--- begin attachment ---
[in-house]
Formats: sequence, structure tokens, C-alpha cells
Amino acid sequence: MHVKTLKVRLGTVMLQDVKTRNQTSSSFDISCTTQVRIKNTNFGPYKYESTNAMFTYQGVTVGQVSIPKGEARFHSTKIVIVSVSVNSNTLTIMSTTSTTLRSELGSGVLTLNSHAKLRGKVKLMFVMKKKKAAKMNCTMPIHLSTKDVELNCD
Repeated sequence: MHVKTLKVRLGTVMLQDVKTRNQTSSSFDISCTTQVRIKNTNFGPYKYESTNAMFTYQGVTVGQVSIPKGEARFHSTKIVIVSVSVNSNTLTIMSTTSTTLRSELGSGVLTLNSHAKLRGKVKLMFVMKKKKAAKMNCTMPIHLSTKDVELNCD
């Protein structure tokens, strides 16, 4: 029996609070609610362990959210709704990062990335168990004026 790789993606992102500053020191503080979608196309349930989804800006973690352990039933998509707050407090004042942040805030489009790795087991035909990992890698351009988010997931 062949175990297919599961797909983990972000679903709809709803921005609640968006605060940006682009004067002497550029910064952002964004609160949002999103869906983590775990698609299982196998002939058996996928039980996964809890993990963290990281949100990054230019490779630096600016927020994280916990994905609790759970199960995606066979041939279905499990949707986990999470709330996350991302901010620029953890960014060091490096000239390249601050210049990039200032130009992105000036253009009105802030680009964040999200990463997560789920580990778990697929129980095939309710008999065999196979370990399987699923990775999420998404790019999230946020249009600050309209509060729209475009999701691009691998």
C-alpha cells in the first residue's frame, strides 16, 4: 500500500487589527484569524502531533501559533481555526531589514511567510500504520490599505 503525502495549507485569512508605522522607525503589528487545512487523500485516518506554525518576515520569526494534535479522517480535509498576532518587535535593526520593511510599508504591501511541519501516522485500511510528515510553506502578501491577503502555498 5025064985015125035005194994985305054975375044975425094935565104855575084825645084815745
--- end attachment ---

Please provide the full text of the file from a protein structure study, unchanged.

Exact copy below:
[in-house]
Formats: sequence, structure tokens, C-alpha cells
Amino acid sequence: MHVKTLKVRLGTVMLQDVKTRNQTSSSFDISCTTQVRIKNTNFGPYKYESTNAMFTYQGVTVGQVSIPKGEARFHSTKIVIVSVSVNSNTLTIMSTTSTTLRSELGSGVLTLNSHAKLRGKVKLMFVMKKKKAAKMNCTMPIHLSTKDVELNCD
Repeated sequence: MHVKTLKVRLGTVMLQDVKTRNQTSSSFDISCTTQVRIKNTNFGPYKYESTNAMFTYQGVTVGQVSIPKGEARFHSTKIVIVSVSVNSNTLTIMSTTSTTLRSELGSGVLTLNSHAKLRGKVKLMFVMKKKKAAKMNCTMPIHLSTKDVELNCD
């Protein structure tokens, strides 16, 4: 029996609070609610362990959210709704990062990335168990004026 790789993606992102500053020191503080979608196309349930989804800006973690352990039933998509707050407090004042942040805030489009790795087991035909990992890698351009988010997931 062949175990297919599961797909983990972000679903709809709803921005609640968006605060940006682009004067002497550029910064952002964004609160949002999103869906983590775990698609299982196998002939058996996928039980996964809890993990963290990281949100990054230019490779630096600016927020994280916990994905609790759970199960995606066979041939279905499990949707986990999470709330996350991302901010620029953890960014060091490096000239390249601050210049990039200032130009992105000036253009009105802030680009964040999200990463997560789920580990778990697929129980095939309710008999065999196979370990399987699923990775999420998404790019999230946020249009600050309209509060729209475009999701691009691998």
C-alpha cells in the first residue's frame, strides 16, 4: 500500500487589527484569524502531533501559533481555526531589514511567510500504520490599505 503525502495549507485569512508605522522607525503589528487545512487523500485516518506554525518576515520569526494534535479522517480535509498576532518587535535593526520593511510599508504591501511541519501516522485500511510528515510553506502578501491577503502555498 5025064985015125035005194994985305054975375044975425094935565104855575084825645084815745